An eighth-grade English class at Paul Revere Charter Middle School on the Westside was mapping Huck Finn’s route along the Mississippi River.
At ArTES Academy in San Fernando, high school students were taking notes in English Lit, graphing equations in chemistry and dreaming up fantasy 3-D flowers in graphic design class.
(Next page: What iPads truly mean for learning in LAUSD)
Learning to code offers valuable educational, workplace benefits
Billy Harkins, 11, is one of roughly 100 fifth- and sixth-grade students staying late after school in the computer labs. He’s not in trouble. He’s not staying for sports. He’s staying to learn a new language, one that many adults don’t even know.
He’s learning to write computer code.
Cypress Grove Intermediate and Oakwood Intermediate are two College Station ISD schools testing out coding clubs to teach their students how to write code through educational coding websites such as Codeacademy.com and Code.org.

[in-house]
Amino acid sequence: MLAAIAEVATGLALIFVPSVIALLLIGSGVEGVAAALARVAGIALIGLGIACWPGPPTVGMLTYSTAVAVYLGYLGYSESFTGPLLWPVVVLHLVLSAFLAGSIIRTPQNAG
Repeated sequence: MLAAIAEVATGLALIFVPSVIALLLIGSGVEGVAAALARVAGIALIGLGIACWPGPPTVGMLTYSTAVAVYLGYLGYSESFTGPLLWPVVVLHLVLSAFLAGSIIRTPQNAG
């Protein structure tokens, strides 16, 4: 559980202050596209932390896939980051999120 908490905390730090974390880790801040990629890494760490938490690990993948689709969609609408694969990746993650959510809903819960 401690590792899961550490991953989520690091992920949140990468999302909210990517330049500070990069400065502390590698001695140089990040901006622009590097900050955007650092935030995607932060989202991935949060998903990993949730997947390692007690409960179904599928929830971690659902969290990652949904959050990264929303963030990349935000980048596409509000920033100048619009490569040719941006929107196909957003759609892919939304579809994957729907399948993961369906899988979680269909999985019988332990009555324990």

(Next page: What makes students want to learn to code?)
A number of things should be considered when it comes to preparing school networks for optimum performance
In my September column, “Time to ask for more eRate funding,” I discussed how this is a historic moment. The eRate program is the largest and most important funding source for ed-tech infrastructure. For the first time in 17 years, the Federal Communications Commission (FCC) has launched a comprehensive rulemaking to examine the eRate’s structure, the services it supports, and the adequacy of its funding.
To help inform the FCC and our community, CoSN and Market Data Retrieval (MDR) in August and September surveyed school district leaders about their broadband networks, garnering 469 responses.